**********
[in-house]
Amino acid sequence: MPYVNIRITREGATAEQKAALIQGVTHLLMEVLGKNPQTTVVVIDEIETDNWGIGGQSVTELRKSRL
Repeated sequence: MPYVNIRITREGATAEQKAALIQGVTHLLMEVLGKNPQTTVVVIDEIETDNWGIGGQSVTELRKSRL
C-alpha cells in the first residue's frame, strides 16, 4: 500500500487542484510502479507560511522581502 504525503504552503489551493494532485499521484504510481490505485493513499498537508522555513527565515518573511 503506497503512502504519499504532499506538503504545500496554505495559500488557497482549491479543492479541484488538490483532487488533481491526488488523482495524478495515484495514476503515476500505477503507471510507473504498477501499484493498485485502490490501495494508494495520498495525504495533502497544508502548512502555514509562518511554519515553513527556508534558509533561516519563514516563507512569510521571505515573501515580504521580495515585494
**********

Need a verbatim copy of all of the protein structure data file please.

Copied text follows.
[in-house]
Amino acid sequence: MPYVNIRITREGATAEQKAALIQGVTHLLMEVLGKNPQTTVVVIDEIETDNWGIGGQSVTELRKSRL
Repeated sequence: MPYVNIRITREGATAEQKAALIQGVTHLLMEVLGKNPQTTVVVIDEIETDNWGIGGQSVTELRKSRL
C-alpha cells in the first residue's frame, strides 16, 4: 500500500487542484510502479507560511522581502 504525503504552503489551493494532485499521484504510481490505485493513499498537508522555513527565515518573511 503506497503512502504519499504532499506538503504545500496554505495559500488557497482549491479543492479541484488538490483532487488533481491526488488523482495524478495515484495514476503515476500505477503507471510507473504498477501499484493498485485502490490501495494508494495520498495525504495533502497544508502548512502555514509562518511554519515553513527556508534558509533561516519563514516563507512569510521571505515573501515580504521580495515585494